Highlights include camels as MERS’ vectors, anti-bacterial chemicals hiding Salmonella, a new malaria vaccine, BioWatch in DC, H5N1 in Nepal, African Swine Fever in Belarus, and in case you missed it: mutating H7N9. Happy Friday!
Can we all just take a moment to appreciate the level of epidemiological sleuthing which went in to uncovering this? Researchers attempting to determine the vector of Middle Eastern Respiratory Syndrome (MERS) ended up sampling 50 Omani racing camels, and 105 Canary Islander tourist camels. All camels sampled from Oman, and 15 of those from the Canary Island, possessed antibodies to MERS, indicating prior infection. While the presence of antibodies is compelling, the virus itself was not found in any of the dromedary (vocab word of the day, meaning an Arabian camel with one hump) camels sampled. Also, Oman has reported no human cases of MERS. However, with camels as a possible vector, follow up investigations into whether those people infected had any contact with camels, their meat, or their milk can be conducted. MERS has infected 94 people to date, killing almost half.
The Guardian – “The scientists said the virus could be slightly different – maybe more transmissible in Oman – or the camels might have been kept in circumstances that made it less likely to spread in the Canaries. But it is also possible that the virus was brought in by one of the three oldest Canary Island camels, who arrived from Morocco more than 18 years ago. ‘We cannot rule out that the population might have once had an outbreak but that by the time of sampling, antibody titres had waned and no new introductions of the virus had occurred,’ they write. ‘The camels have contact with wild rodents, pigeons, and other doves, and possibly also bats. Seven insectivorous bat species, including three pipistrellus [species], are native to the Canary Islands, while Egyptian fruit bats (Rousettus aegyptiacus) have been introduced.'”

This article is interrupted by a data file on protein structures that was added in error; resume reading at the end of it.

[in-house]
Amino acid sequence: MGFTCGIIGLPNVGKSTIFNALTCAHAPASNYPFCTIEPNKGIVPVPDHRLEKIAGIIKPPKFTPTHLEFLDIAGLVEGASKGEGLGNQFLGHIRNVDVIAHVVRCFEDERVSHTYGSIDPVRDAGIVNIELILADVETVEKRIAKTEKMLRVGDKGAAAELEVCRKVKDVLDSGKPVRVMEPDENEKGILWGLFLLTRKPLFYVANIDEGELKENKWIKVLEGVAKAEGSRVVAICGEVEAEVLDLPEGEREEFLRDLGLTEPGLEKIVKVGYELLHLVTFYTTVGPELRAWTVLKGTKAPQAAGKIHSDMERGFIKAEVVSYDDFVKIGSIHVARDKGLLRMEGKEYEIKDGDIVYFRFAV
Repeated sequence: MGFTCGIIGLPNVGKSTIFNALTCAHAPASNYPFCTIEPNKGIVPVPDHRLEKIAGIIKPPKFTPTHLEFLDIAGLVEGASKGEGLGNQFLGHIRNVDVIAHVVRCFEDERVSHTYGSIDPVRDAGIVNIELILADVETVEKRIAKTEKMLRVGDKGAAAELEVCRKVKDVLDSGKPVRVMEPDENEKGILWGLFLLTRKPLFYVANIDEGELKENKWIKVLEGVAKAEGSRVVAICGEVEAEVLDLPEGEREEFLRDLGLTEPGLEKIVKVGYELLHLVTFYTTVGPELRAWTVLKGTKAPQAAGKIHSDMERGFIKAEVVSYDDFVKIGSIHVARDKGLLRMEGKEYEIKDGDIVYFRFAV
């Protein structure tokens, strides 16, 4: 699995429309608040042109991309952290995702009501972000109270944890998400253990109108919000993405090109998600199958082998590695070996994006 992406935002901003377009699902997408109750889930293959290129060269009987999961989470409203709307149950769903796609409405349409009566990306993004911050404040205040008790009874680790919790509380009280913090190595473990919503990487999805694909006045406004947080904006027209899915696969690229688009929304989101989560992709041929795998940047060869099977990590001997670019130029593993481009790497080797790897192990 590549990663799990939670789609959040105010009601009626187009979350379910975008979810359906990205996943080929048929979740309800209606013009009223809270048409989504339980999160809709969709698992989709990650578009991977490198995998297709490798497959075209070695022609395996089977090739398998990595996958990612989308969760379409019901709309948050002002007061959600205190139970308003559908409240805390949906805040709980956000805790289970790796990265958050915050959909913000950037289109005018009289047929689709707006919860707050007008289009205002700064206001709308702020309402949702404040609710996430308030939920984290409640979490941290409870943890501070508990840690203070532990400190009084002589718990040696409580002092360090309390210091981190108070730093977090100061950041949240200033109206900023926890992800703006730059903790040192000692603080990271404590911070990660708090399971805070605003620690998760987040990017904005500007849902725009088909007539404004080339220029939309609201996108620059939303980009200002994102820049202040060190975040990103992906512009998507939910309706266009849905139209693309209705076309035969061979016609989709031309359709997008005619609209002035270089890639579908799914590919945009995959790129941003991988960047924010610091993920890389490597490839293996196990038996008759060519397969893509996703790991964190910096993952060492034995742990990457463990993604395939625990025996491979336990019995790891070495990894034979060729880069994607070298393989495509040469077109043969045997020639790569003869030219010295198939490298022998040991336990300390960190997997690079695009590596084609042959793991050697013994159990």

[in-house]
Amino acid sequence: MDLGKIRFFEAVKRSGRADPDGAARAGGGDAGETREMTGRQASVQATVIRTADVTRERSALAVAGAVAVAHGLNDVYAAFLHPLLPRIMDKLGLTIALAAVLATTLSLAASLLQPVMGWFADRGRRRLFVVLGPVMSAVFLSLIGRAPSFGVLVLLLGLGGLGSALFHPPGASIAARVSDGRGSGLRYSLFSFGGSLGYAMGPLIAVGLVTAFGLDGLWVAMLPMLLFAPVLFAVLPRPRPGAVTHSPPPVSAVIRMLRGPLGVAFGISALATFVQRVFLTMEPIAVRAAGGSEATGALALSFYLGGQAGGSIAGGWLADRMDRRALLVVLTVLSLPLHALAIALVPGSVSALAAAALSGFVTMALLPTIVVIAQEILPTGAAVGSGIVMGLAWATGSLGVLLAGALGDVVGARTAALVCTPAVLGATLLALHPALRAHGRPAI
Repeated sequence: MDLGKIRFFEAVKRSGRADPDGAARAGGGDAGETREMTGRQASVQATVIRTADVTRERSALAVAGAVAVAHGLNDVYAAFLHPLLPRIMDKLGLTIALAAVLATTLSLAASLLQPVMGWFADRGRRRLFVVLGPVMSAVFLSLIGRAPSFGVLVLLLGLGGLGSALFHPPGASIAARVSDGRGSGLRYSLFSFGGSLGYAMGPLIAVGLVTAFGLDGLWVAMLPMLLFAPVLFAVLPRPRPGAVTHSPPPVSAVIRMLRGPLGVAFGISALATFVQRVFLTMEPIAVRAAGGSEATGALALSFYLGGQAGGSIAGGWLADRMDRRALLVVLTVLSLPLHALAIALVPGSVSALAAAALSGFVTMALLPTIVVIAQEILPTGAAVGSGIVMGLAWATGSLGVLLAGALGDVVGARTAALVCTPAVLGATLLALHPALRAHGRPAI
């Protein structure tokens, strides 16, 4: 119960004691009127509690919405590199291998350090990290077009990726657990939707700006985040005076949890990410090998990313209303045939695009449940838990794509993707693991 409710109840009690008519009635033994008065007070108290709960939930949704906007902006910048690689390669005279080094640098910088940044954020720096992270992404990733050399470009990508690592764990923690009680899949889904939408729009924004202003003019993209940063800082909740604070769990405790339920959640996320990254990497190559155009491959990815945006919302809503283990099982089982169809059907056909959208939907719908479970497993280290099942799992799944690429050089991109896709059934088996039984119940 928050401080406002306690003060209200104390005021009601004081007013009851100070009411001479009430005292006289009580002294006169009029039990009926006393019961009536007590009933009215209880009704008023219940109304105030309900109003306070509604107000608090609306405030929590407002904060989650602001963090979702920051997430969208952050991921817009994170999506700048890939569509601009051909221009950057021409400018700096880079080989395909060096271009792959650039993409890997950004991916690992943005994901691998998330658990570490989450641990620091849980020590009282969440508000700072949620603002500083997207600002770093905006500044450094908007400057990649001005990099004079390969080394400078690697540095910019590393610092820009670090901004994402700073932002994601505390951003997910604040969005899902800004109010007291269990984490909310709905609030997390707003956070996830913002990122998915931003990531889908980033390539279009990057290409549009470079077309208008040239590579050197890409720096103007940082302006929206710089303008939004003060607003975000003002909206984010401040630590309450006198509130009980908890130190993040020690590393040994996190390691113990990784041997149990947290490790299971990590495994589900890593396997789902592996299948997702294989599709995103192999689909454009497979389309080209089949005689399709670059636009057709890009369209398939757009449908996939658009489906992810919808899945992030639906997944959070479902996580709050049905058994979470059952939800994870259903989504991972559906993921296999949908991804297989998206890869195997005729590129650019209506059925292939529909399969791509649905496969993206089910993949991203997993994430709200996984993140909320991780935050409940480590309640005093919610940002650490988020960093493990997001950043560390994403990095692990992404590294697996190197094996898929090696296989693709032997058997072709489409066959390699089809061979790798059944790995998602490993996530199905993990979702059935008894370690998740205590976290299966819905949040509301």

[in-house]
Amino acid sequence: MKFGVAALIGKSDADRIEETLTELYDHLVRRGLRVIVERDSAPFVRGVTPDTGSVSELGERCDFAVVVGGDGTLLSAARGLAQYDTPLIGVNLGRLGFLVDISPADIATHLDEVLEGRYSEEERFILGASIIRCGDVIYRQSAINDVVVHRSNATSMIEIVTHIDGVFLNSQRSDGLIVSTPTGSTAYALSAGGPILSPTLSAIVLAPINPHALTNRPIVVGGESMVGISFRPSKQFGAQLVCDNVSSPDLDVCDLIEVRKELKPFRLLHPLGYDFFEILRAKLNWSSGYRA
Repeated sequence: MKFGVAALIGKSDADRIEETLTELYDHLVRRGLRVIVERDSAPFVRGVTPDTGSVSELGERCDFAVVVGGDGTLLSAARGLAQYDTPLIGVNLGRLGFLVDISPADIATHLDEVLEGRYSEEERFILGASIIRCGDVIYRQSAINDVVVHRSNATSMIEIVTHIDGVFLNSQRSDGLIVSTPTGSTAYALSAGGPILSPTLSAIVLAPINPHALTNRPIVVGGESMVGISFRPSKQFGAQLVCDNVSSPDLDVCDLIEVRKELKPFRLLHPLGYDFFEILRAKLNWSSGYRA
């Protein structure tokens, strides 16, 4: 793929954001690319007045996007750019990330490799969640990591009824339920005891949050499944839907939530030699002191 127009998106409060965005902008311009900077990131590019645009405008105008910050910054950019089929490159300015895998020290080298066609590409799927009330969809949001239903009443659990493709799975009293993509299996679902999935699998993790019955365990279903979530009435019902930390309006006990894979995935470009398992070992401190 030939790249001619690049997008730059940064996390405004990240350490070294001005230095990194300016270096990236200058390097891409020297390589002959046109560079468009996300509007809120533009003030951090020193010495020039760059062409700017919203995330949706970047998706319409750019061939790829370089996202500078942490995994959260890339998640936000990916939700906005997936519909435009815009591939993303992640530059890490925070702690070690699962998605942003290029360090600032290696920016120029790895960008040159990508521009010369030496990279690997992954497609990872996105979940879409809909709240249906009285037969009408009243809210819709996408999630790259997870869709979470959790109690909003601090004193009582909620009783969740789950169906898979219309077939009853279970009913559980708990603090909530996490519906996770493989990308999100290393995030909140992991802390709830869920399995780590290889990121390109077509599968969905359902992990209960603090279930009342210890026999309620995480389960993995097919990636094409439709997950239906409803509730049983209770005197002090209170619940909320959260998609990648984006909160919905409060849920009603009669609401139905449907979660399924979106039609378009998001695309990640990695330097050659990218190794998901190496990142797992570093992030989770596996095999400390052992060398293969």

According to recent research, the use of stronger anti-bacterial chemicals at poultry-processing plants may be cloaking the presence of Salmonella and other foodbourne pathogens which remain on the processed meat. Apparently the more stringent chemicals are too strong for current Salmonella tests, potentially resulting in false negatives. The USDA has stepped in to further investigate the research’s claims. For those of you who (like me) didn’t know, apparently the bird is treated with four different chemicals on average.
Washington Post – “To check that most bacteria have been killed, occasional test birds are pulled off the line and tossed into plastic bags filled with a solution that collects any remaining pathogens. That solution is sent to a lab for testing, which takes place about 24 hours later. Meanwhile, the bird is placed back on the line and is ultimately packaged, shipped and sold. Scientists say in order for tests to be accurate, it is critical that the pathogen-killing chemicals are quickly neutralized by the solution — something that routinely occurred with the older, weaker antibacterial chemicals. If the chemicals continue to kill bacteria, the testing indicates that the birds are safer to eat than they actually are.”